As usual, the politicians have missed the mark on how to truly benefit the most people. According to MADD, "In 2002, 2.3% of Americans 18 and older surveyed reported alcohol-impaired driving, compared with only 2.1% in 1997." So as the penalties were getting stiffer and the threshold BAC has been reduced to where people can have only a couple drinks be over the limit, drunk driving has not really decreased at all. One study has suggested that lowering the BAC has had an ambiguous effect at best. The bottom line is that people are still getting behind the wheel and people are still dying from alcohol-related crashes. And if 2.3 percent is the number reported, then there are lots and lots of people who are also lying on their drinking and driving surveys.

So how many ways has the government tried to reduce the deadly effects of drunk driving on our society other than increasing the penalties and generating more revenue and political capital for campaign ads? If you ask me, the answer is zero unless you count meaningless public service announcements.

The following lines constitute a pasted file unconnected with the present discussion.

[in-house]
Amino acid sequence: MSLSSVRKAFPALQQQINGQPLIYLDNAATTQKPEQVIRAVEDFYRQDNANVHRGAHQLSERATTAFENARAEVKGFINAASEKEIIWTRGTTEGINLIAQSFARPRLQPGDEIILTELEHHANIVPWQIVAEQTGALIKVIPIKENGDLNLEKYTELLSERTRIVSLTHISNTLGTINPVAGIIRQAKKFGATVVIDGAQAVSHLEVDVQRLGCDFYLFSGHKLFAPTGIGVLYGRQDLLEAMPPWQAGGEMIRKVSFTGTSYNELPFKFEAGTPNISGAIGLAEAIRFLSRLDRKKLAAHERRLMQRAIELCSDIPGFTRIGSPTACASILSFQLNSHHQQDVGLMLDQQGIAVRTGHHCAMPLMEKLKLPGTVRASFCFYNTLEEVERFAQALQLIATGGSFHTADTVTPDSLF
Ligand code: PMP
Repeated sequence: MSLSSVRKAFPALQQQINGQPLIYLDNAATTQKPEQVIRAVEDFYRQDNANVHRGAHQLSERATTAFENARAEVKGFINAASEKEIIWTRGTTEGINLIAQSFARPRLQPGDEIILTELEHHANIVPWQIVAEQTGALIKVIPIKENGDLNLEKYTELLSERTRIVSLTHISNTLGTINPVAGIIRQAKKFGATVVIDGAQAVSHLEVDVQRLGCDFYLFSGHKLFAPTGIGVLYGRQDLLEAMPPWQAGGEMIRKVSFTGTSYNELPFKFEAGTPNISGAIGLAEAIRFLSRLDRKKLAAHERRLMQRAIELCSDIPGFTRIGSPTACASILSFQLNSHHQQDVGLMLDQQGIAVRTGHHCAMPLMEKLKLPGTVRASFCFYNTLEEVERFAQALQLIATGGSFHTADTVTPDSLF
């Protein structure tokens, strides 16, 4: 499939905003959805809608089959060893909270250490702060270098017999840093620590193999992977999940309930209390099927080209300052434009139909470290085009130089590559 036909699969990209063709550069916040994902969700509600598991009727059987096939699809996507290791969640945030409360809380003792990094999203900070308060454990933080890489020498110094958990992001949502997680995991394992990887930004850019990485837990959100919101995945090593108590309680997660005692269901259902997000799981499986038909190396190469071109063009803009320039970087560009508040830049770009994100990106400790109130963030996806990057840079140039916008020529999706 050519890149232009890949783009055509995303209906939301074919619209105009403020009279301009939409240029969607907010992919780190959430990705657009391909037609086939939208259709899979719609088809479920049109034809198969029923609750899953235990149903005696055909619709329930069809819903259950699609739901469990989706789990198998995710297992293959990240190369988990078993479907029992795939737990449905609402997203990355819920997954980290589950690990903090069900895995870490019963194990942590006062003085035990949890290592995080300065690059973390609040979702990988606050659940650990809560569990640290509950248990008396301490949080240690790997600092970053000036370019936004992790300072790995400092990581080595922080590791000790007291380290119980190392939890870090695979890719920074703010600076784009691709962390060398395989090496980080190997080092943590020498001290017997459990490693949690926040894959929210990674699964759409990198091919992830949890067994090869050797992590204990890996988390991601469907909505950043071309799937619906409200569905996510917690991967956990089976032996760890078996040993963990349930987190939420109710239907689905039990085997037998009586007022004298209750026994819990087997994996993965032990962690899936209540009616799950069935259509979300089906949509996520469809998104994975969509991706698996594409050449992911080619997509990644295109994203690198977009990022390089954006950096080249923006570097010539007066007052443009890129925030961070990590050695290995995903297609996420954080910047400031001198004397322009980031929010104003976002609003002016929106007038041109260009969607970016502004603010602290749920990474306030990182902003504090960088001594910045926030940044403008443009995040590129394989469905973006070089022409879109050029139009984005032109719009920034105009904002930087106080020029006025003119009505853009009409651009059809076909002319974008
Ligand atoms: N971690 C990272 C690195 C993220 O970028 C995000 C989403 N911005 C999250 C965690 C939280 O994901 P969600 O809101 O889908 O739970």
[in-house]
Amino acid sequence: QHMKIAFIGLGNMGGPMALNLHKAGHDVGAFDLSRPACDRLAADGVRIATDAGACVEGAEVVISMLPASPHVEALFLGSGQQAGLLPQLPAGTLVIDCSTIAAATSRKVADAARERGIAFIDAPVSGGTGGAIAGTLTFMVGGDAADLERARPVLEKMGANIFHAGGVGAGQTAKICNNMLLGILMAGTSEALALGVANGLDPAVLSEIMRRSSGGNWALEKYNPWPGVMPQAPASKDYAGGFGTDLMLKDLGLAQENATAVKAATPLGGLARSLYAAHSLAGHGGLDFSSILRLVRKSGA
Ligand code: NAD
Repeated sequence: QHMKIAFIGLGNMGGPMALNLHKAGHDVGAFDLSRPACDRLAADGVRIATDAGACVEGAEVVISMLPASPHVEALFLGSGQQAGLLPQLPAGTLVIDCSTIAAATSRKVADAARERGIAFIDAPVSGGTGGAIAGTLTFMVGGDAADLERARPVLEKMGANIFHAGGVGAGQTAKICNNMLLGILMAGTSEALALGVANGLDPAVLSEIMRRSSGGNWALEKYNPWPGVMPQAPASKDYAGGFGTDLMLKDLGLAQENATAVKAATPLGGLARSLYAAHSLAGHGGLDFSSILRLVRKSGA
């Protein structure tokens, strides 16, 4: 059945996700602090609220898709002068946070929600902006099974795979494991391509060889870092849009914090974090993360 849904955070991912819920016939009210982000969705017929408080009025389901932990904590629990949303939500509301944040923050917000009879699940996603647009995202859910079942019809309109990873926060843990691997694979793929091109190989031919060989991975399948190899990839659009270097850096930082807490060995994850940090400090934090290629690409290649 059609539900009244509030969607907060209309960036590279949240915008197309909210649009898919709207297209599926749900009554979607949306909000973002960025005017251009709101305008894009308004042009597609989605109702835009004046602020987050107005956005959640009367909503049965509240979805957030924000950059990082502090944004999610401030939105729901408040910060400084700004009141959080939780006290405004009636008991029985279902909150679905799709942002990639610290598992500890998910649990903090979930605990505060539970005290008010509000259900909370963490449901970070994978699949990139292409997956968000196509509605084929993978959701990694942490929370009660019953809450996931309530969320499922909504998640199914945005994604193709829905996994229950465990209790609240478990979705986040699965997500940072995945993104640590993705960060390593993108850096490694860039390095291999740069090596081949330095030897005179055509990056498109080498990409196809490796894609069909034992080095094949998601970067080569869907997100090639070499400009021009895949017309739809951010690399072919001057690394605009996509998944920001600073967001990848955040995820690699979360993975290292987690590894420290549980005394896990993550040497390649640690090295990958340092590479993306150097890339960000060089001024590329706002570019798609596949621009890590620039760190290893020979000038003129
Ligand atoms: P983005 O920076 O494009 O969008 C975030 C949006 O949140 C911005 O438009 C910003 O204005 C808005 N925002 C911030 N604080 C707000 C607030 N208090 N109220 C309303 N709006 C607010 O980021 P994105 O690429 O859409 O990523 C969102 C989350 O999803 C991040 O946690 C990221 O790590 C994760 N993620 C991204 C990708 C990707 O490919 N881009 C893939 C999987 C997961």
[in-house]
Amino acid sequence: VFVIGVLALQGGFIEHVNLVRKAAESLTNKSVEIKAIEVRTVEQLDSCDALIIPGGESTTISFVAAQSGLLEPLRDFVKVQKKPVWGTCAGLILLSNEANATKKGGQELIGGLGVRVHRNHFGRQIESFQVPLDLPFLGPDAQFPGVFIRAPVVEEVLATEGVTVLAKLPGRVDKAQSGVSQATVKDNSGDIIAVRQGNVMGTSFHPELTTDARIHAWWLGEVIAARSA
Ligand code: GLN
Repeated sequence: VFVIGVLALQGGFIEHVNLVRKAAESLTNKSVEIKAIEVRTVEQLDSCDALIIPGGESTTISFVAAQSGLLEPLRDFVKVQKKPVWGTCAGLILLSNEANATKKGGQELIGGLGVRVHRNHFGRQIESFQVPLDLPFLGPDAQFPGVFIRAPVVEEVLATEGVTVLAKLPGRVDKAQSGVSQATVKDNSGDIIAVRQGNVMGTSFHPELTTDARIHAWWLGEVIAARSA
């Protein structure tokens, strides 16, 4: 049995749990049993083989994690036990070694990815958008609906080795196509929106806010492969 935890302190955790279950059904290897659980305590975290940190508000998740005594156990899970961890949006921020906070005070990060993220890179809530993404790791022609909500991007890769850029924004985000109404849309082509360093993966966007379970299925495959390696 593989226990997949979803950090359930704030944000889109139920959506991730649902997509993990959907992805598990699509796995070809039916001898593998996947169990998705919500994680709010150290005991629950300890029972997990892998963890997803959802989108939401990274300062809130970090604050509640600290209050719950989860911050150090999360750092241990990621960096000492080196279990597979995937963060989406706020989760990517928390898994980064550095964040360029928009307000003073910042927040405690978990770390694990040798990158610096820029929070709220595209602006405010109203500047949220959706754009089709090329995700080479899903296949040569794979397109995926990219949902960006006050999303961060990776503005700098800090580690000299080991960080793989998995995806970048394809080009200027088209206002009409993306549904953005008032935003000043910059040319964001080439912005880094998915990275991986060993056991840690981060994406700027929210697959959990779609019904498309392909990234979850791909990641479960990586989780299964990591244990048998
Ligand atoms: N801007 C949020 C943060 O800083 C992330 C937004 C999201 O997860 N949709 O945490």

Aside from the most progressive of cities, how many places actually try to get cars off the road? To me, if you want to curb drunk driving, you have to get people to focus more on the driving part than the drinking part of the equation. Build more public transportation, encourage urban planning that allows for more walking or taxi rides, partially pay for people's taxi rides after midnight, instruct police officers to do more than lie in wait to nab drunk drivers and get them to proactively assist intoxicated people make it home without driving.

People who drink lots alcohol generate tremendous amounts of tax dollars for cities and help keep urban districts alive. It's hard to imagine a thriving city center where there were no bars or nightclubs. Drinkers deserve to be treated with more respect than gotcha policing and thousands of dollars in fines and legal costs and mandatory education. They also deserve more options than compete with the rest of the drunken hoards for an expensive taxi, find a sober driver to hang out in a loud and crowded bar all night, walk until dawn, or drive drunk.